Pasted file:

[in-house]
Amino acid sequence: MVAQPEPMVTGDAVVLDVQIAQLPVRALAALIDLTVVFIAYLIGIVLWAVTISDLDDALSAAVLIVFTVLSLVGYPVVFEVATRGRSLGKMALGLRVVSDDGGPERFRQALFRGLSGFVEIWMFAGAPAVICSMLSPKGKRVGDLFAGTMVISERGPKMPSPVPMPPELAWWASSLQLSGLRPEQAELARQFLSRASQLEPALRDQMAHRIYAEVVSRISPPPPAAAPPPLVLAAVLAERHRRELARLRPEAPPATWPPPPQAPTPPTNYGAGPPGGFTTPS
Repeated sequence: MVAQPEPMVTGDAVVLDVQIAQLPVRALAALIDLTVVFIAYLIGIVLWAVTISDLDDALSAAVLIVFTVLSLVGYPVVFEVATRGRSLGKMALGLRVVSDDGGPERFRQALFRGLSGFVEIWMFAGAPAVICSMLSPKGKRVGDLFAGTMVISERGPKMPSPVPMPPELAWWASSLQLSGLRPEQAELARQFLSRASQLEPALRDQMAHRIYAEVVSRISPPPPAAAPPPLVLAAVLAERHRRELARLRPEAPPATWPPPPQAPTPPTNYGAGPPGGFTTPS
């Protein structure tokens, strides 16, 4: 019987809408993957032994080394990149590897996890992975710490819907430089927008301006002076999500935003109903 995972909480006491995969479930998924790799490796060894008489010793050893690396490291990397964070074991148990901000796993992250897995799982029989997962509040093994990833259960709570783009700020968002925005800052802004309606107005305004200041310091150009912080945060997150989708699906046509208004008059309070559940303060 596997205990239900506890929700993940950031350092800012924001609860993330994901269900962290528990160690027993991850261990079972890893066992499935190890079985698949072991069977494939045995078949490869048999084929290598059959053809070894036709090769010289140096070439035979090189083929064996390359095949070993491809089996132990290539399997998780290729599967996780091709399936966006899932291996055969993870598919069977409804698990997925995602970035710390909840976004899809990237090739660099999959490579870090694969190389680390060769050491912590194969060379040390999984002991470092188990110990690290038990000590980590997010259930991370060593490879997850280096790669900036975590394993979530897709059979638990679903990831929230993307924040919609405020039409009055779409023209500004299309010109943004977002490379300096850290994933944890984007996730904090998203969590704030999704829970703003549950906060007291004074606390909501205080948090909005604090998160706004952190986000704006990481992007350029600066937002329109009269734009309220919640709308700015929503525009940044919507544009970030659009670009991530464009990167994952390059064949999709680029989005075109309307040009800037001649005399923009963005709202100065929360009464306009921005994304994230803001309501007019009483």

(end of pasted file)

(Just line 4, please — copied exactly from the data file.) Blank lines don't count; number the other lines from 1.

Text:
């Protein structure tokens, strides 16, 4: 019987809408993957032994080394990149590897996890992975710490819907430089927008301006002076999500935003109903 995972909480006491995969479930998924790799490796060894008489010793050893690396490291990397964070074991148990901000796993992250897995799982029989997962509040093994990833259960709570783009700020968002925005800052802004309606107005305004200041310091150009912080945060997150989708699906046509208004008059309070559940303060 596997205990239900506890929700993940950031350092800012924001609860993330994901269900962290528990160690027993991850261990079972890893066992499935190890079985698949072991069977494939045995078949490869048999084929290598059959053809070894036709090769010289140096070439035979090189083929064996390359095949070993491809089996132990290539399997998780290729599967996780091709399936966006899932291996055969993870598919069977409804698990997925995602970035710390909840976004899809990237090739660099999959490579870090694969190389680390060769050491912590194969060379040390999984002991470092188990110990690290038990000590980590997010259930991370060593490879997850280096790669900036975590394993979530897709059979638990679903990831929230993307924040919609405020039409009055779409023209500004299309010109943004977002490379300096850290994933944890984007996730904090998203969590704030999704829970703003549950906060007291004074606390909501205080948090909005604090998160706004952190986000704006990481992007350029600066937002329109009269734009309220919640709308700015929503525009940044919507544009970030659009670009991530464009990167994952390059064949999709680029989005075109309307040009800037001649005399923009963005709202100065929360009464306009921005994304994230803001309501007019009483």